GLSEN’s No Name-Calling Week, January 17-21, is a week organized by K-12 educators and students to end name-calling and bullying in schools. This week aims to disrupt anti-LGBTQ+ harassment and bias-based bullying, and invites LGBTQ+ students to assert what they want to be called. Magination Press has several books addressing bullying, name-calling, and LBGTQ+ inclusion in observance of No Name-Calling Week.

They’re So Flamboyant by Michael Genhart

This fun and funny bird’s-eye tome to individuality, community, and harmony follows the reactions of a neighborhood full of birds when a “flamboyance” of flamingos moves in. 

“Feathered friends are flustered when flamingos move into the neighborhood… This story is a welcome springboard for age-appropriate discussions of assumptions, stereotypes, and inclusion. Engaging wordplay makes a serious point about inclusion.”  Kirkus Reviews


Hear They’re So Flamboyant read aloud.

Read an excerpt from the Author’s Note.


Jacob’s School Play: Starring He, She and They by Sarah and Ian Hoffman

Jacob—star of one of the most banned books of the decade according to the American Library Association—is back in his third book and ready to put on a school play! While learning their lines and making their costumes, Jacob’s class finds itself unexpectedly struggling with identity, and what it means to be “he”, “she”, or “they”.

Jacob’s School Play is an engaging way to introduce young readers to non-binary people and the pronoun options available to us all. Learning that individuals are more nuanced than how others see them is a developmentally important milestone and helps foster respect of one’s self and one’s peers.

This straightforward and important book that honors everyone will help adults have thoughtful conversations with young children about gender identity, particularly the message about respecting someone’s choice to use ungendered pronouns…”  —Booklist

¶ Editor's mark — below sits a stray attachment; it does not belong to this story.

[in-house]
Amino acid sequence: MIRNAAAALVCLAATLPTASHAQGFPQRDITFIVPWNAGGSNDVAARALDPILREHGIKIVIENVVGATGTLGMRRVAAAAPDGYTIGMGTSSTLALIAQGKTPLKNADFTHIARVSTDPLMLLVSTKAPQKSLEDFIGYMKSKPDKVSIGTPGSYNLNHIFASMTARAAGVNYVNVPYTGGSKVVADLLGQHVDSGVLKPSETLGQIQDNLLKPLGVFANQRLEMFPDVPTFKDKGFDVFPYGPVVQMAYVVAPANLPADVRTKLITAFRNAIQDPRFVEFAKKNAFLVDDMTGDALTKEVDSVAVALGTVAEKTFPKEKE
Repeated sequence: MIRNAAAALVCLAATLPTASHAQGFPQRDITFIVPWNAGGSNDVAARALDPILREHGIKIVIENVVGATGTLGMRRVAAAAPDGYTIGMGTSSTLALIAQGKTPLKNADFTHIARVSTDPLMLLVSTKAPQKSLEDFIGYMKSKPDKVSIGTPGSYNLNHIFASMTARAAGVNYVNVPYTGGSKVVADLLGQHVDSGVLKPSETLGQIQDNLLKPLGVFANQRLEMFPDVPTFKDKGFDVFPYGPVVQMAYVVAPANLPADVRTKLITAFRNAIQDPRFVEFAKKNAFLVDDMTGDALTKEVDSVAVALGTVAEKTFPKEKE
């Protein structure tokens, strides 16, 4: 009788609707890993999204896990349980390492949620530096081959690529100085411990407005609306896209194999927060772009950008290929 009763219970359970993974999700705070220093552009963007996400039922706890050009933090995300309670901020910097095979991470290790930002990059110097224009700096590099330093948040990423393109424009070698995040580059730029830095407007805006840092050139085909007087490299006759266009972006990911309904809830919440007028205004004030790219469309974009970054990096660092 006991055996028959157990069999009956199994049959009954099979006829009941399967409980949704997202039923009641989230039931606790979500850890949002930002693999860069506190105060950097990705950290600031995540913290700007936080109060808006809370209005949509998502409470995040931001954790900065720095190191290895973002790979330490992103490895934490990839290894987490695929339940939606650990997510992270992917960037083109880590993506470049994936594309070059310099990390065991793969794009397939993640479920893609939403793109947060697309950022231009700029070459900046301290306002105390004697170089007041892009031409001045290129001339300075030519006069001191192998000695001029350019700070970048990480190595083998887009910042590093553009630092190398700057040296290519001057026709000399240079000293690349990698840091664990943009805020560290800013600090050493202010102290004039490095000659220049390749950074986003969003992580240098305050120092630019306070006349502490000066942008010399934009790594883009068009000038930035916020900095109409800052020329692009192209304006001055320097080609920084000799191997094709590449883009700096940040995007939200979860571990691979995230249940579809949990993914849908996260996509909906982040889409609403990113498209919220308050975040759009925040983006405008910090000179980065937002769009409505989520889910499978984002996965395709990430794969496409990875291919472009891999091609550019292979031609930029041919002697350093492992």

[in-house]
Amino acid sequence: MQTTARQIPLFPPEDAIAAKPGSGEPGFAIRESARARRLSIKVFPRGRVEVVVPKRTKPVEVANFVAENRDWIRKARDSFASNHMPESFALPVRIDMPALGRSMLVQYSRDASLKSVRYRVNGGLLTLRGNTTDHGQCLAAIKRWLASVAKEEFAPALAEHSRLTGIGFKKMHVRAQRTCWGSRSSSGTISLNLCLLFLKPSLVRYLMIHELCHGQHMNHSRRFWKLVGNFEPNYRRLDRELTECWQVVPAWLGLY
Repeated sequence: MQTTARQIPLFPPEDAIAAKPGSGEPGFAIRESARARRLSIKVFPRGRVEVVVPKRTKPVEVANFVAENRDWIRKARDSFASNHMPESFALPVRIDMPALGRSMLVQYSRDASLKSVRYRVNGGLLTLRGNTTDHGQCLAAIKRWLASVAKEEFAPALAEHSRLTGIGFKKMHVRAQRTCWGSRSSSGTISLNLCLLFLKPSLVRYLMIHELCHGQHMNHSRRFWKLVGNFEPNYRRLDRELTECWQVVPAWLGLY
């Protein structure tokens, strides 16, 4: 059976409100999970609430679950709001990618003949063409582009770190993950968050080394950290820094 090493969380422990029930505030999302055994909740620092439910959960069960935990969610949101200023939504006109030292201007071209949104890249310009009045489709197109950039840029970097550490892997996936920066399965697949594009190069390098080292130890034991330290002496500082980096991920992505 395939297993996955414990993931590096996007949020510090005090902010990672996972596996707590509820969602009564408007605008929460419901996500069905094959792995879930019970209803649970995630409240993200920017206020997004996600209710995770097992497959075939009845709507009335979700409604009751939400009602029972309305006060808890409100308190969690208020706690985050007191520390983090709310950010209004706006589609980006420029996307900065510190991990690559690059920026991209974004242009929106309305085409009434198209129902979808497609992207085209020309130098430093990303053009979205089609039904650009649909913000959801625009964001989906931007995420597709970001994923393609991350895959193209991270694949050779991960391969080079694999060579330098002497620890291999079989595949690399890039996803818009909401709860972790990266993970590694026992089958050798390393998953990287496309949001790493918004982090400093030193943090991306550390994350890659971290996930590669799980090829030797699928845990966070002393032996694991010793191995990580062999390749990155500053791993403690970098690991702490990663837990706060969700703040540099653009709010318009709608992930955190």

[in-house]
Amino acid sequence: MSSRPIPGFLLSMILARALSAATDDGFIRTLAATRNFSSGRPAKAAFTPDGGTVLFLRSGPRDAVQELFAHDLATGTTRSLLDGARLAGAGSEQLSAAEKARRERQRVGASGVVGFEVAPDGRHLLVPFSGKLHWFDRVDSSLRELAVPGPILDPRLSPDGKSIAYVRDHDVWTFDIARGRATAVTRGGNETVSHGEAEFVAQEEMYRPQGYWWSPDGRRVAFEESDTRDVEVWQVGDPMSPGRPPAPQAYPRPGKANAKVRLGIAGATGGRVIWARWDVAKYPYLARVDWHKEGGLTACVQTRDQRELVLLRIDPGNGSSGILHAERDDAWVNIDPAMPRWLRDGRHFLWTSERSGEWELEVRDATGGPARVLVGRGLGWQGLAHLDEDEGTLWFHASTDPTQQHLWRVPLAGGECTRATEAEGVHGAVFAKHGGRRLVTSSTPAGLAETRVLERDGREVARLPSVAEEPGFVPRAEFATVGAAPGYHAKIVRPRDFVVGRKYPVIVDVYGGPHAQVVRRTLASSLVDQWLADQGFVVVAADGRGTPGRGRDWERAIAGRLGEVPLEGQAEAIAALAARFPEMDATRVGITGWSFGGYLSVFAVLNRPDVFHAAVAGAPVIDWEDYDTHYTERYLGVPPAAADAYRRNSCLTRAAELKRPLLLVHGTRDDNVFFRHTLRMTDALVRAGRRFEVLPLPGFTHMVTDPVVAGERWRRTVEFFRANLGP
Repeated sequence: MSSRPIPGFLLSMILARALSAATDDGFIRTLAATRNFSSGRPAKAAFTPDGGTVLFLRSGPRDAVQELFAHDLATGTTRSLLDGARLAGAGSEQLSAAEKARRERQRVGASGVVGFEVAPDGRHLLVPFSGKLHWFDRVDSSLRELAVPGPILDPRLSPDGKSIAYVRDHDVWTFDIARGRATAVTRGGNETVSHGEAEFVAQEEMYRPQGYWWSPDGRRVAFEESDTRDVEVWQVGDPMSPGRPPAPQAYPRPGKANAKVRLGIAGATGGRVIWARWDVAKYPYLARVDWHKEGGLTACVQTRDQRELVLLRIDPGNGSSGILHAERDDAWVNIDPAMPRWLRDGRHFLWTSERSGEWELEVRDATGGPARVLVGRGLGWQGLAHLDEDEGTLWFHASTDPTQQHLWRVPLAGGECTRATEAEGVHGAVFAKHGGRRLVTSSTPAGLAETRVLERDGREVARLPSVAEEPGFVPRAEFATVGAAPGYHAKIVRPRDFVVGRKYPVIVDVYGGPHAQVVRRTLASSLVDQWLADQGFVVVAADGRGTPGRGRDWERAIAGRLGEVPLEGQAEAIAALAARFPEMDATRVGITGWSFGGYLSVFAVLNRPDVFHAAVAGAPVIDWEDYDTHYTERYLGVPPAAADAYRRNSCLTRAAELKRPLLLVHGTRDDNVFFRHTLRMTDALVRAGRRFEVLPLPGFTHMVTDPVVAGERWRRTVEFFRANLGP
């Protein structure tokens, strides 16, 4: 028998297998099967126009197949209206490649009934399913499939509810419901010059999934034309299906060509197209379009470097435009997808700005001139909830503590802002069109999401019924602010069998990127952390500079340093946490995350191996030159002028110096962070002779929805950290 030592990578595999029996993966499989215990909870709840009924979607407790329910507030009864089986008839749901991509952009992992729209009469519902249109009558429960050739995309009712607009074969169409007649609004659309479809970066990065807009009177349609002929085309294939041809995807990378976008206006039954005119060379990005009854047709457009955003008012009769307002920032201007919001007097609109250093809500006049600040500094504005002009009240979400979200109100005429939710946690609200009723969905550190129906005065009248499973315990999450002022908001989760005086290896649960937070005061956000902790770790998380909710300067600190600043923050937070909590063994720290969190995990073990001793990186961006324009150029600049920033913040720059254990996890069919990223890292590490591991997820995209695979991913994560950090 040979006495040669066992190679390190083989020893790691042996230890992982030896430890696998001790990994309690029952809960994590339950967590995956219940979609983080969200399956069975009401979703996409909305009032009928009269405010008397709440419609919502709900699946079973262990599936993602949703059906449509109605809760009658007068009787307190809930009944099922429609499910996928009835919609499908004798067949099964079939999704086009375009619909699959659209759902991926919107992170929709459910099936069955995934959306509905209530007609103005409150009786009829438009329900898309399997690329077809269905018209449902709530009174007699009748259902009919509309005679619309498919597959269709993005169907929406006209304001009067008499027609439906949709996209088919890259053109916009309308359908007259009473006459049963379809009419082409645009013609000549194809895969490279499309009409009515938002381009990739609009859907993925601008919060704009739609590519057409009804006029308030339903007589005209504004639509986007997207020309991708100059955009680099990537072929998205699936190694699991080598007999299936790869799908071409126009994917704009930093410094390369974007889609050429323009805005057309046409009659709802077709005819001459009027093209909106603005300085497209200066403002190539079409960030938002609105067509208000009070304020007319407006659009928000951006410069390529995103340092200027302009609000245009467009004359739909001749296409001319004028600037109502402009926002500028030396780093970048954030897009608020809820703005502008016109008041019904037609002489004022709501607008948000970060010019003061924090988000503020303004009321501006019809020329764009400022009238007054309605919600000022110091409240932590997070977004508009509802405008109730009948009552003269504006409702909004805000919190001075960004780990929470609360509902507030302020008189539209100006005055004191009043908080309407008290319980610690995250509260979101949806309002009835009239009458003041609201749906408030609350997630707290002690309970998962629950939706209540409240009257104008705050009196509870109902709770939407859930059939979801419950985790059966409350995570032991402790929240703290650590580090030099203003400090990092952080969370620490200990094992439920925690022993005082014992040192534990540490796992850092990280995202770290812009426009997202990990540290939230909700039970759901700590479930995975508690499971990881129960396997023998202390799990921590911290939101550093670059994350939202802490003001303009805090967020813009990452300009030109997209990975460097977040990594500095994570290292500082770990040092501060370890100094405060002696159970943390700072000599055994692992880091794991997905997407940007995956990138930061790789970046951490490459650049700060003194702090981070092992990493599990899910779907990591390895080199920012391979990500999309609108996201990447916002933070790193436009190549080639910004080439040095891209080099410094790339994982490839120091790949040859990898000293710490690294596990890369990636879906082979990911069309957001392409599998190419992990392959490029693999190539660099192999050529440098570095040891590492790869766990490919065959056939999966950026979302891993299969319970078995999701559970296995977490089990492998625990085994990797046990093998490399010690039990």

Hear Jacob’s School Play read aloud.

Read an interview with Jacob about understanding pronouns.



Papa, Daddy, & Riley by Seamus Kirst

Riley is Papa’s princess and Daddy’s dragon. She loves her two fathers! When Riley’s classmate asks her which dad is her real one, Riley is confused. She doesn’t want to have to pick one or the other. Families are made of love in this heartwarming story that shows there are lots of ways to be part of one.

A little girl with two dads confronts homophobia…. Sweet if not groundbreaking….”  Kirkus Reviews

Hear Papa, Daddy, & Riley read aloud.

Read a post by Seamus Kirst about the power of inclusion.


Ouch Moments: When Words Are Used in Hurtful Ways by Michael Genhart, PhD

Hearing a mean or hurtful word hurts a lot. When other kids say something mean or hurtful, it is hard to know what to do. Ouch Moments: When Words Are Used in Hurtful Ways explains these “ouch moments” in kid-friendly terms, offers practical strategies for what kids can do to help, and empowers kids to stand up to mean and hurtful language.

A Note to Parents and Caregivers by Kevin L. Nadal, PhD, provides more information about microaggressions, and strategies for talking to children about hurtful language, discrimination, and bias.

Genhart clearly articulates how, when bullying occurs, it can be hard to know what to do. He encourages readers to avoid responding in kind, practice kindness (both to themselves and others), and talk to adults. It’s a solid resource for conflict meditation in clinical or school settings.”  —Publisher’s Weekly

Read an excerpt from the Note to Parents and Caregivers in Ouch Moments.


Stand Up!: Be an Upstander and Make a Difference by Wendy L. Moss, PhD

Stand Up! Shows kids how to be an Upstander who makes the world a better place by standing up to bullying and injustice in their school, home, or community. Chock full of quizzes, examples, practical advice, and small steps kids can take in real life, Stand Up!: Be an Upstander and Make a Difference takes readers through the ways to be an Upstander, including being kind to yourself, having empathy for others, spreading kindness, and dealing with conflicts.

This guidebook tackles how to be an ‘Upstander’—a ‘positive bystander’ who ‘stand[s] up for themselves and others’—through explaining positive self-talk, self-regulation, judicious intervention, realistic goals, teamwork, and persistence… deploys direct-address questions to engage readers.”   —Publishers Weekly

Read an excerpt from Stand Up!